6 Signs to Spot A Cowboy Builder
- No References. A reliable professional will always be more than willing to show off their best work and give references. If they brush off your request then this may be a sign they have no good references.
- Knock on the doors. Reputable builders wouldn’t really go round knocking on people’s doors to get work.
- Very Cheap Quote, Quick time scale? If something sounds too good to be true it generally is. Quotes will vary from firm to firm, but always get at least 3 quotes. Sometimes a very cheap quote could mean they are not experienced enough to give accurate figures
- No Contract? Always, always get a contract when you choose your builder. Paper is a solid foundation when it comes to building work. You want estimates of how much the work will cost, how long it will take, and a legally binding written contact, and make sure they sign it! Without a contact they could end up charging you more, spinning out a job, or denying that they ever agreed to do such things.
- Payment Upfront? It’s a huge no no, if a building firm asks for payment up front. In your written contract you should both agree when payment will be made. A reliable builder will be happy to receive payment on completion or at stages.
- Company Details. Always check out the company details, ring the phone number, google the address, check out the website/facebook etc. If there is no details of the company online then does the company exist?
Here at CK Architectural, we have built up a network of trusted and reliable trades people over the years. We will always offer to send your Building Regulations Drawings to 2 of our trusted Builders for quotes and recommend you to find at least 1 of your own builders to get a quote from.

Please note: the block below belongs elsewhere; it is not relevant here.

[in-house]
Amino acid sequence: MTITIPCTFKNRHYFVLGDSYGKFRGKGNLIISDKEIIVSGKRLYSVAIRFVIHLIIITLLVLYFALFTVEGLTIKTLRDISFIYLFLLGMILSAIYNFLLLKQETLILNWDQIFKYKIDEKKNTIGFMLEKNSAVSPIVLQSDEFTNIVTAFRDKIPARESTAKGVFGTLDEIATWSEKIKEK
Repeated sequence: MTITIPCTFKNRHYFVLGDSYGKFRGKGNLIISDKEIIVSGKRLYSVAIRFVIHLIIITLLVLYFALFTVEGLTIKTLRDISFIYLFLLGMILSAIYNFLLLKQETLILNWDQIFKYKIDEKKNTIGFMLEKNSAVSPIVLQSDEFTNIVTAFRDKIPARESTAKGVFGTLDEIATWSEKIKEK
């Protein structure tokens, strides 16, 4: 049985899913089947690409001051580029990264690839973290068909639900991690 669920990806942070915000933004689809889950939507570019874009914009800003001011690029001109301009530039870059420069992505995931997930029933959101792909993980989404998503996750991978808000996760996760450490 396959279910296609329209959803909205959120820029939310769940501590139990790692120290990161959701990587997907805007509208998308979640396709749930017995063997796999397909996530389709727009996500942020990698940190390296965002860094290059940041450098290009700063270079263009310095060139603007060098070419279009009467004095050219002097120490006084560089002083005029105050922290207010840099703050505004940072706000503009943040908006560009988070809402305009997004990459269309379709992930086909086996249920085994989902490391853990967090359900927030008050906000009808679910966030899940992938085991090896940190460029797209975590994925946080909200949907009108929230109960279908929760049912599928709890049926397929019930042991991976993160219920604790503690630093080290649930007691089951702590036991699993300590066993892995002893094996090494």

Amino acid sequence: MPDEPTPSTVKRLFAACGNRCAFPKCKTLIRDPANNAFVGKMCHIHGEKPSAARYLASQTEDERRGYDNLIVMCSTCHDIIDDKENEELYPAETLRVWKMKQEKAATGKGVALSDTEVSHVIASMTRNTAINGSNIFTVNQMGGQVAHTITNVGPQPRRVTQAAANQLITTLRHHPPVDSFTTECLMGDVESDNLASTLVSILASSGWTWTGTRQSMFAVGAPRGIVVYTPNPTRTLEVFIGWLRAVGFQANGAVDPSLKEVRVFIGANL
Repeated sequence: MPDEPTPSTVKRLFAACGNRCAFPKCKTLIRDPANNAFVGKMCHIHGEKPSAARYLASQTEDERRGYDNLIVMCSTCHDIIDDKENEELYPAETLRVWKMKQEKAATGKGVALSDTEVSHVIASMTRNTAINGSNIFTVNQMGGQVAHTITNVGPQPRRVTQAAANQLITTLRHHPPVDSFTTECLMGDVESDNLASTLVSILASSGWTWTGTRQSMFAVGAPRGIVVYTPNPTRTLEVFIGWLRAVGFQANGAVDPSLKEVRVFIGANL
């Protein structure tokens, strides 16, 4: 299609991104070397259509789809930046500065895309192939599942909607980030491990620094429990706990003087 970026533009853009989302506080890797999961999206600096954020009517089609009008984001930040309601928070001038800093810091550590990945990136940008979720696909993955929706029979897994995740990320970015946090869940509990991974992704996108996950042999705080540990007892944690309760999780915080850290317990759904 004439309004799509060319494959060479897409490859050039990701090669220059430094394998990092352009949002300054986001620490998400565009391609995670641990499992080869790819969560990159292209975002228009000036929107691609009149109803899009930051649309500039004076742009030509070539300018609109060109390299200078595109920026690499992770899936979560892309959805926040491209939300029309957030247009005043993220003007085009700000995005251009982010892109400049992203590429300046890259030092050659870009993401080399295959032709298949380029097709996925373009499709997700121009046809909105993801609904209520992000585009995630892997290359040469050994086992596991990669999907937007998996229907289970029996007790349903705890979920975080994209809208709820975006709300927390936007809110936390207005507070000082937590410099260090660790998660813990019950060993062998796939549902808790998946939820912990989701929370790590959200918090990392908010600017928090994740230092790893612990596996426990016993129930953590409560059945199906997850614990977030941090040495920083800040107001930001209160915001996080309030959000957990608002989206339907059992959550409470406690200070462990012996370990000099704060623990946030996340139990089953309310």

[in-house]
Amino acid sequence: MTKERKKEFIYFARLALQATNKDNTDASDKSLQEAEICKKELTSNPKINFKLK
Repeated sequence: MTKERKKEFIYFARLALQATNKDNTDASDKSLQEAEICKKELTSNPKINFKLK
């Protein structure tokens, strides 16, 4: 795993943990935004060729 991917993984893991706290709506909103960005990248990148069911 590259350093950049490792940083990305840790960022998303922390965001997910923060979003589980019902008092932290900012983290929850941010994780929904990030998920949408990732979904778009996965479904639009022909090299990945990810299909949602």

What to do if…you’ve fallen victim to a rogue trader
If you suspect you have hired a builder who isn’t meeting the agreed terms and conditions, who’s work isn’t of high enough standard, or if they fail to show up on site then the first thing to do is to try and speak to the builder. Keeping communication going is key to ensuring any queries or concerns are addressed.
If the builder isn’t communicating or if you are still not satisfied the next step to take will be getting into contact with a third party, such as a regulatory body, Trading Standards or the Consumer Ombudsman.
Reporting a problem to Trading Standards
Trading Standards deal with complex consumer problems and potential criminal activities. firstly call Citizens Advice Consumer Helpline and tell them you want to report a trader to Trading Standards. The consumer helpline will assess your problem and pass it on to Trading Standards.